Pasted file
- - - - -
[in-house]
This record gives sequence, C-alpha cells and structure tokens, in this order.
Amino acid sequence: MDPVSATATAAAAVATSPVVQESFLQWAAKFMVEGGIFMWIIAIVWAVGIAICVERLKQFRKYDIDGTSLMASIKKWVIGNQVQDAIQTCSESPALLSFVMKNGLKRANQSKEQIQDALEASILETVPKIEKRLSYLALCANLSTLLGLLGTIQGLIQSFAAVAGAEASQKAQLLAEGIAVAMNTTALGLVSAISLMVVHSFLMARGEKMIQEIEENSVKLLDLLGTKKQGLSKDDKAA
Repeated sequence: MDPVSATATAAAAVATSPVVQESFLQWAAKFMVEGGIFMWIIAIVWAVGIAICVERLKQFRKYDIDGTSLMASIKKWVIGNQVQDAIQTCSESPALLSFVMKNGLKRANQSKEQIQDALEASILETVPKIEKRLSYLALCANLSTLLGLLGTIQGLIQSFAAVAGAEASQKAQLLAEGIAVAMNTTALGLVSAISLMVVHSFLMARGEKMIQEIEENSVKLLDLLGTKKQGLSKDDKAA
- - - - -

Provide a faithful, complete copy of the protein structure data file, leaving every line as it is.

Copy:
[in-house]
This record gives sequence, C-alpha cells and structure tokens, in this order.
Amino acid sequence: MDPVSATATAAAAVATSPVVQESFLQWAAKFMVEGGIFMWIIAIVWAVGIAICVERLKQFRKYDIDGTSLMASIKKWVIGNQVQDAIQTCSESPALLSFVMKNGLKRANQSKEQIQDALEASILETVPKIEKRLSYLALCANLSTLLGLLGTIQGLIQSFAAVAGAEASQKAQLLAEGIAVAMNTTALGLVSAISLMVVHSFLMARGEKMIQEIEENSVKLLDLLGTKKQGLSKDDKAA
Repeated sequence: MDPVSATATAAAAVATSPVVQESFLQWAAKFMVEGGIFMWIIAIVWAVGIAICVERLKQFRKYDIDGTSLMASIKKWVIGNQVQDAIQTCSESPALLSFVMKNGLKRANQSKEQIQDALEASILETVPKIEKRLSYLALCANLSTLLGLLGTIQGLIQSFAAVAGAEASQKAQLLAEGIAVAMNTTALGLVSAISLMVVHSFLMARGEKMIQEIEENSVKLLDLLGTKKQGLSKDDKAA